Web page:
Le Monde flashes back to the disappearance in Beirut of Shibli al-Ayssami, an elderly political figure and member of the Syrian Baath Party, who had joined the ranks of Saddam Hussein in 1968. Both his family and the French daily are convinced beyond a shadow of a doubt that he was kidnapped in Lebanon by the Syrian secret services, who have a very long memory.

Le Monde also publishes a call by Syrian artists "for Syria’s deliverance and retrieve the right to live and create." The article contains several factual errors to blacken the Assad administration and denies the existence of any artistic activity in the country. Above all, it seems unaware that the Takfirists, who are vying for political power, are opposed to all forms of art, except religious.

• Ahmad Hijjazi, second in command of the Free Syrian Army, voiced his concern in Le Temps (Switzerland) that Assad may soon unleash chemical weapons against his own people. The question of weapons of mass destruction has already been brought up by the Washington Times, in whose opinion the war against the al-Assad administration would finish the job that started in Iraq, leading to the weapons of mass destruction hidden by Saddam Hussein in Syria before the U.S. invasion. This has also been a recurring theme in the Israeli press, which is anxious about the shortage of gas masks in case of attack Syria. It can also be found in the latest issue of Jane’s Defence Weekly.

• In the columns of Il Giornale (Italy), Olan Micalessin denounces Hillary Clinton for wanting to apply the Libyan plan to Syria. Given the outcome of the first operation, she would do well to remember the Latin saying: to err is human, to persist is diabolical.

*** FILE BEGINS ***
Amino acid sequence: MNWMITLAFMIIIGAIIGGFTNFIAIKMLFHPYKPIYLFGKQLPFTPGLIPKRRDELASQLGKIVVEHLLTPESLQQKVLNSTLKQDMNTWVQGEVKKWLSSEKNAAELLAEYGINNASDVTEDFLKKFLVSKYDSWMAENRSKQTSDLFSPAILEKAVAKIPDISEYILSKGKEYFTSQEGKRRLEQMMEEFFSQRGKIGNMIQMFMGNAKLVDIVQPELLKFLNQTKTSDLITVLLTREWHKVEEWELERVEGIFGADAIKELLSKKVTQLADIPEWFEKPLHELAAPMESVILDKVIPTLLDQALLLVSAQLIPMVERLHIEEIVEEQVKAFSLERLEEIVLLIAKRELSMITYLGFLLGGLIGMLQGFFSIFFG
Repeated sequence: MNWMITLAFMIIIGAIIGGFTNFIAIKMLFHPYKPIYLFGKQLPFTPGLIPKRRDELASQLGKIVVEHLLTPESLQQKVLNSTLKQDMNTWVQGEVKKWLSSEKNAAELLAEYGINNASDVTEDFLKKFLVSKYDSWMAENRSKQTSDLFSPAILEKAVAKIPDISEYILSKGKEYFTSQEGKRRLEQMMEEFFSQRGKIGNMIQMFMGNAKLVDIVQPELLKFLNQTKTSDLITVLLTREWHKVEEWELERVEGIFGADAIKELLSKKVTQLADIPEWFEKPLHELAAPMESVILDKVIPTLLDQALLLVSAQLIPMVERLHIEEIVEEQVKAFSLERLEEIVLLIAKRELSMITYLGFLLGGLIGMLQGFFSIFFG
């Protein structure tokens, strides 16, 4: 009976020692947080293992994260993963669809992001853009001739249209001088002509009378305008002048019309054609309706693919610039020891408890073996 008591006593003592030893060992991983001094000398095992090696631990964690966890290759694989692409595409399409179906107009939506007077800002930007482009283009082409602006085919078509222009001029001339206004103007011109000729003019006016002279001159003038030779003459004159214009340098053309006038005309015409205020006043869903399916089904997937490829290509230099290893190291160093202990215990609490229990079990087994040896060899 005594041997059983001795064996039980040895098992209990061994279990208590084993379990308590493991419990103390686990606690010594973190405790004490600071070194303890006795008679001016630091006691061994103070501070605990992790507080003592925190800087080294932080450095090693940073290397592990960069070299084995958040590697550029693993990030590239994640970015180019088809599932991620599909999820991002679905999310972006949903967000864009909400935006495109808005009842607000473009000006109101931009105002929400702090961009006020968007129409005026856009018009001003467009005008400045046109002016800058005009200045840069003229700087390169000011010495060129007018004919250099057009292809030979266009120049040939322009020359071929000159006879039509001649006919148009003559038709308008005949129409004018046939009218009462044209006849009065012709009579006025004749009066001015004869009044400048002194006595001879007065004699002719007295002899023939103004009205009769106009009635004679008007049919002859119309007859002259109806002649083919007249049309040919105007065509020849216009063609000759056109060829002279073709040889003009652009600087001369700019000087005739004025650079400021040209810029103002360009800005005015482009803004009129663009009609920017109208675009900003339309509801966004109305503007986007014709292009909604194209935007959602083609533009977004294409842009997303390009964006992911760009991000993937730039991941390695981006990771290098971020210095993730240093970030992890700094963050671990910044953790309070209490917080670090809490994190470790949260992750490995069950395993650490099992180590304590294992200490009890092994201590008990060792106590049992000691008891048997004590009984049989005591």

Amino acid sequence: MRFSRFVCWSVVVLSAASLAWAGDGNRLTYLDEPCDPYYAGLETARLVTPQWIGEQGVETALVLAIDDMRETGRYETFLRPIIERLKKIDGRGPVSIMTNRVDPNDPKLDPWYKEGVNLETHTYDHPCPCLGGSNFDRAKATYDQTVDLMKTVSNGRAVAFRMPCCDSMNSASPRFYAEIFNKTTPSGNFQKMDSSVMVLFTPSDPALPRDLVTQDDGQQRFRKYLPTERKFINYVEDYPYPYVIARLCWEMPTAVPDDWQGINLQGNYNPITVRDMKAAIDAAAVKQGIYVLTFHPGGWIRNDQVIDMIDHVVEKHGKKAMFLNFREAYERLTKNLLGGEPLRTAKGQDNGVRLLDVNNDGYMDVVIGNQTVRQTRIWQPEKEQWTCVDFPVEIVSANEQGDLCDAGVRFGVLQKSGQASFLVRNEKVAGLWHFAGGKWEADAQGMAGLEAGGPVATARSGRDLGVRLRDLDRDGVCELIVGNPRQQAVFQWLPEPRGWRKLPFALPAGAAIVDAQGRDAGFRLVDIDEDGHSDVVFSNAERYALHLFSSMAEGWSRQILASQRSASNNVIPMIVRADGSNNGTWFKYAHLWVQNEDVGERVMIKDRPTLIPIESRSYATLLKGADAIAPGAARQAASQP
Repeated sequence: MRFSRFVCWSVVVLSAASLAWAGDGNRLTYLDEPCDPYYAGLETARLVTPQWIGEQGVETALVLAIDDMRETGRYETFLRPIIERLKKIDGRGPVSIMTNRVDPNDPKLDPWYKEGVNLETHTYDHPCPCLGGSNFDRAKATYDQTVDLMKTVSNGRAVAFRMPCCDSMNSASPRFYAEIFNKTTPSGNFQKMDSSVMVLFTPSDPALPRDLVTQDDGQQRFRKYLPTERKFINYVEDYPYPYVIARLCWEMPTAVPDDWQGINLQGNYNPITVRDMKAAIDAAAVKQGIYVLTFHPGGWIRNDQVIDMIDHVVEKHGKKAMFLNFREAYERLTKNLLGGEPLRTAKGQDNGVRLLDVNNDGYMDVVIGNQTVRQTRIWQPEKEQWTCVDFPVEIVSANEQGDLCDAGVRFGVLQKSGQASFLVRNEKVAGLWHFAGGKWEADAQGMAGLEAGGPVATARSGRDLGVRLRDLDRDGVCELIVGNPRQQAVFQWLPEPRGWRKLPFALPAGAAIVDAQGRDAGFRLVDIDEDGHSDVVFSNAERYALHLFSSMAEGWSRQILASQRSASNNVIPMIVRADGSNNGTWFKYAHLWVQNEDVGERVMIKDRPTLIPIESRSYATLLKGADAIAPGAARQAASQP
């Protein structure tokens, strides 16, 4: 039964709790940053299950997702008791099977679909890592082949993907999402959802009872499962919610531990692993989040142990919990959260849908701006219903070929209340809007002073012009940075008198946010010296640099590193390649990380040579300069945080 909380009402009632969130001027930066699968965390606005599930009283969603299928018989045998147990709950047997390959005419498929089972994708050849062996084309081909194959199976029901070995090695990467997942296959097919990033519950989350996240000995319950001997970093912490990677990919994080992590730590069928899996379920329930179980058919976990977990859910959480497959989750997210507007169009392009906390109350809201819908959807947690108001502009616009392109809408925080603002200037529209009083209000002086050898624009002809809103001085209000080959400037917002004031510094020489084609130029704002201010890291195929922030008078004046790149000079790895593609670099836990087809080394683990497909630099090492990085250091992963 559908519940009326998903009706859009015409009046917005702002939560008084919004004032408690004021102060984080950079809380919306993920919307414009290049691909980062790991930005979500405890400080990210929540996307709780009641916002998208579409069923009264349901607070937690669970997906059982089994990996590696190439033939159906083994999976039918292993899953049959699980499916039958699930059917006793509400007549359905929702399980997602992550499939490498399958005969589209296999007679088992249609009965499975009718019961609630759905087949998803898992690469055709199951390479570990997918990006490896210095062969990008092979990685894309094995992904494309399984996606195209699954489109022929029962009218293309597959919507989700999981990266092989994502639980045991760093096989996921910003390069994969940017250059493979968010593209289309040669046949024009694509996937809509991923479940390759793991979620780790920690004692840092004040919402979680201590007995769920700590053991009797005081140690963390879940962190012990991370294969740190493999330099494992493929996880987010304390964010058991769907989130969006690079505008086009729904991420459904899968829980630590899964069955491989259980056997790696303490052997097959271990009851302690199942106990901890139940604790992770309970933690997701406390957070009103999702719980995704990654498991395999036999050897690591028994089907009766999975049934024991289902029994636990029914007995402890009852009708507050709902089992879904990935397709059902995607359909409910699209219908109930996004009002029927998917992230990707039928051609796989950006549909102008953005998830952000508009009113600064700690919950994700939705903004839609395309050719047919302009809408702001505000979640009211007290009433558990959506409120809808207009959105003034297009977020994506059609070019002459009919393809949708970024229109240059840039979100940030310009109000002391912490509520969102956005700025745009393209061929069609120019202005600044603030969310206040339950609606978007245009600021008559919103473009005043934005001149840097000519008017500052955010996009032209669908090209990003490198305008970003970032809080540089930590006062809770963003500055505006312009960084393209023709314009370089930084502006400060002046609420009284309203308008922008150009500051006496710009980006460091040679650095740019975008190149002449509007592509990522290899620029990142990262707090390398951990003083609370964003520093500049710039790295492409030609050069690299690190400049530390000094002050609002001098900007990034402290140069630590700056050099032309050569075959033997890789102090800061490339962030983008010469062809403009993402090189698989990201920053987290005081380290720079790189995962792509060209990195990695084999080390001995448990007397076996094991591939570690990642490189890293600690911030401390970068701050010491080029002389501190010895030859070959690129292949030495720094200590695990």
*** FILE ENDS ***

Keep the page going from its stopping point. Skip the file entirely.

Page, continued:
• The Kleine Zeitung (Austria) bemoans the fate of poor Asma al-Assad, formerly a market analyst in the City of London (Deutsche Bank and JP Morgan), and now a prisoner of the "regime".

• The Libero is concerned about what may await the Italian UNIFIL contingent in case there is a war in Syria. It would probably become the target of Hezbollah.

ABC (Spain) comments on the media war. If traffic on the road to the airport was halted for a half hour, it was because of the authorities and not to the fighting. In the same newspaper, Florentino Portero notes that the situation cannot really be called a civil war since it involves many foreigners and attracts jihadists from all over the world.

• In the Financial Times Europe, Michael Peel reports that the inhabitants of Damascus are buying gold to hedge against the fall of the Syrian pound.

• The neo-conservative Amir Taheri, with a notorious reputation as a disinformation agent, revealed in the New York Post that Russia and Iran could accept the removal of Assad if he was replaced by Najah al-Attar, the first Arab woman vice president of Syria, rather than the second vice-president. Nothing in the article supports this allegation. For good measure, he invented that she is under investigation by the International Criminal Court. The aim is to sow discord within the Syrian government by advertising job offers.

The Saudi Gazette reports that the Gulf Cooperation Council has asked local entrepreneurs to reduce their trade relations with Russia in retaliation for its arrogance and closer links with India and China.

The Australian reports that Gareth Evans, former Australian Foreign Minister and current chairman of the George Soros think tank, International Crisis Group, is disgruntled that the consensus on the "responsibility to protect" is over. The BRICS States did not appreciate NATO’s tactic to resort to it in order to obtain the approval of the Security Council, and then switch to regime change in Libya. Brazil has recommended that this concept be amended by specifying that the major powers must also act responsibly when claiming to protect civilians. There will be no diplomatic agreement on Syria until a consensus on this concept can be restored.

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